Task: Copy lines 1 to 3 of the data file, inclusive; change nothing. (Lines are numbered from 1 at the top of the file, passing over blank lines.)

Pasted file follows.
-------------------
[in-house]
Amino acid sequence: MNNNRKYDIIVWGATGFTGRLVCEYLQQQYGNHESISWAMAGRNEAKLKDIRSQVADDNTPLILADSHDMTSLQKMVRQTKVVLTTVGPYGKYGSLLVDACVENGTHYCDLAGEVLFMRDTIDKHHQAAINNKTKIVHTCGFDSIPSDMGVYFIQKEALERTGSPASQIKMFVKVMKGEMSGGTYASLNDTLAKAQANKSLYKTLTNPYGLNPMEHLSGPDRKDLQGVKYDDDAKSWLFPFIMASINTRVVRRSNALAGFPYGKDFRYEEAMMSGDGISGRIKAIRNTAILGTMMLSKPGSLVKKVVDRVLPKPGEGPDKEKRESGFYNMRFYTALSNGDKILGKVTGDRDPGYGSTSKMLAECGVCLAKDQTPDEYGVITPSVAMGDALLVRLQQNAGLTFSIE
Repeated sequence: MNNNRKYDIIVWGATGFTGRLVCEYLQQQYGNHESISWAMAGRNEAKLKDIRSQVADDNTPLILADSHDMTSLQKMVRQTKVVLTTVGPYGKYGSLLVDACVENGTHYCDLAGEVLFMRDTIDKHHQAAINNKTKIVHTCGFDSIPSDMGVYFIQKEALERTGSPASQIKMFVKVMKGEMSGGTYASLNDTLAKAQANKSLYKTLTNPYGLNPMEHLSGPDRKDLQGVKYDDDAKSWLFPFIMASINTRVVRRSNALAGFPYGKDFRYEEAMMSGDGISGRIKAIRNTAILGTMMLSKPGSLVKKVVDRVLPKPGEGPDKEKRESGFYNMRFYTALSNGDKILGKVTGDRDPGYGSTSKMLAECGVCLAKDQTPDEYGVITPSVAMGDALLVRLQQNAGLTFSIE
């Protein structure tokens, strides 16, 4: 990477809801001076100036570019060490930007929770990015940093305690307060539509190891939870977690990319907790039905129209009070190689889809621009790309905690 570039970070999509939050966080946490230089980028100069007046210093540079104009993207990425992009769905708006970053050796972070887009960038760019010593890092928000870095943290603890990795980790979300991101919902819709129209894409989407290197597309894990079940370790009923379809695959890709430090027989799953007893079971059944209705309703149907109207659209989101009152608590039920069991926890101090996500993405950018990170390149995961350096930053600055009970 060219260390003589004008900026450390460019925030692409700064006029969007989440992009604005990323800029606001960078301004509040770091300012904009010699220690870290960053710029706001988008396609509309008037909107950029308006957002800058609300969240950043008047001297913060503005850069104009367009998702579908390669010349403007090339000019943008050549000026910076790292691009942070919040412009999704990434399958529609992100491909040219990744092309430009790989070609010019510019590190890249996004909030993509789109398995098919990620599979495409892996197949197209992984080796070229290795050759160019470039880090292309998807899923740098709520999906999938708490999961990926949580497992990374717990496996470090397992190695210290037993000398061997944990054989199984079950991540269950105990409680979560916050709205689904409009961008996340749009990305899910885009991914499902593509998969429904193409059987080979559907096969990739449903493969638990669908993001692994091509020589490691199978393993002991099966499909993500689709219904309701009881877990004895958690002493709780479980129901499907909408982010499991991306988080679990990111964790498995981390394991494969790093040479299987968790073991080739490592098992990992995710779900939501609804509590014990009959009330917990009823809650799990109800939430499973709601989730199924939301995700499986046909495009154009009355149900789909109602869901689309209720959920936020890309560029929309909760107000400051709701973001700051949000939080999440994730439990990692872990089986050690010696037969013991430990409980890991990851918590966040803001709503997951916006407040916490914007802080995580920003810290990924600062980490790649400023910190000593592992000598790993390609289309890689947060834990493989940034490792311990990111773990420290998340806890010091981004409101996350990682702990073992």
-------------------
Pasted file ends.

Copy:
[in-house]
Amino acid sequence: MNNNRKYDIIVWGATGFTGRLVCEYLQQQYGNHESISWAMAGRNEAKLKDIRSQVADDNTPLILADSHDMTSLQKMVRQTKVVLTTVGPYGKYGSLLVDACVENGTHYCDLAGEVLFMRDTIDKHHQAAINNKTKIVHTCGFDSIPSDMGVYFIQKEALERTGSPASQIKMFVKVMKGEMSGGTYASLNDTLAKAQANKSLYKTLTNPYGLNPMEHLSGPDRKDLQGVKYDDDAKSWLFPFIMASINTRVVRRSNALAGFPYGKDFRYEEAMMSGDGISGRIKAIRNTAILGTMMLSKPGSLVKKVVDRVLPKPGEGPDKEKRESGFYNMRFYTALSNGDKILGKVTGDRDPGYGSTSKMLAECGVCLAKDQTPDEYGVITPSVAMGDALLVRLQQNAGLTFSIE
Repeated sequence: MNNNRKYDIIVWGATGFTGRLVCEYLQQQYGNHESISWAMAGRNEAKLKDIRSQVADDNTPLILADSHDMTSLQKMVRQTKVVLTTVGPYGKYGSLLVDACVENGTHYCDLAGEVLFMRDTIDKHHQAAINNKTKIVHTCGFDSIPSDMGVYFIQKEALERTGSPASQIKMFVKVMKGEMSGGTYASLNDTLAKAQANKSLYKTLTNPYGLNPMEHLSGPDRKDLQGVKYDDDAKSWLFPFIMASINTRVVRRSNALAGFPYGKDFRYEEAMMSGDGISGRIKAIRNTAILGTMMLSKPGSLVKKVVDRVLPKPGEGPDKEKRESGFYNMRFYTALSNGDKILGKVTGDRDPGYGSTSKMLAECGVCLAKDQTPDEYGVITPSVAMGDALLVRLQQNAGLTFSIE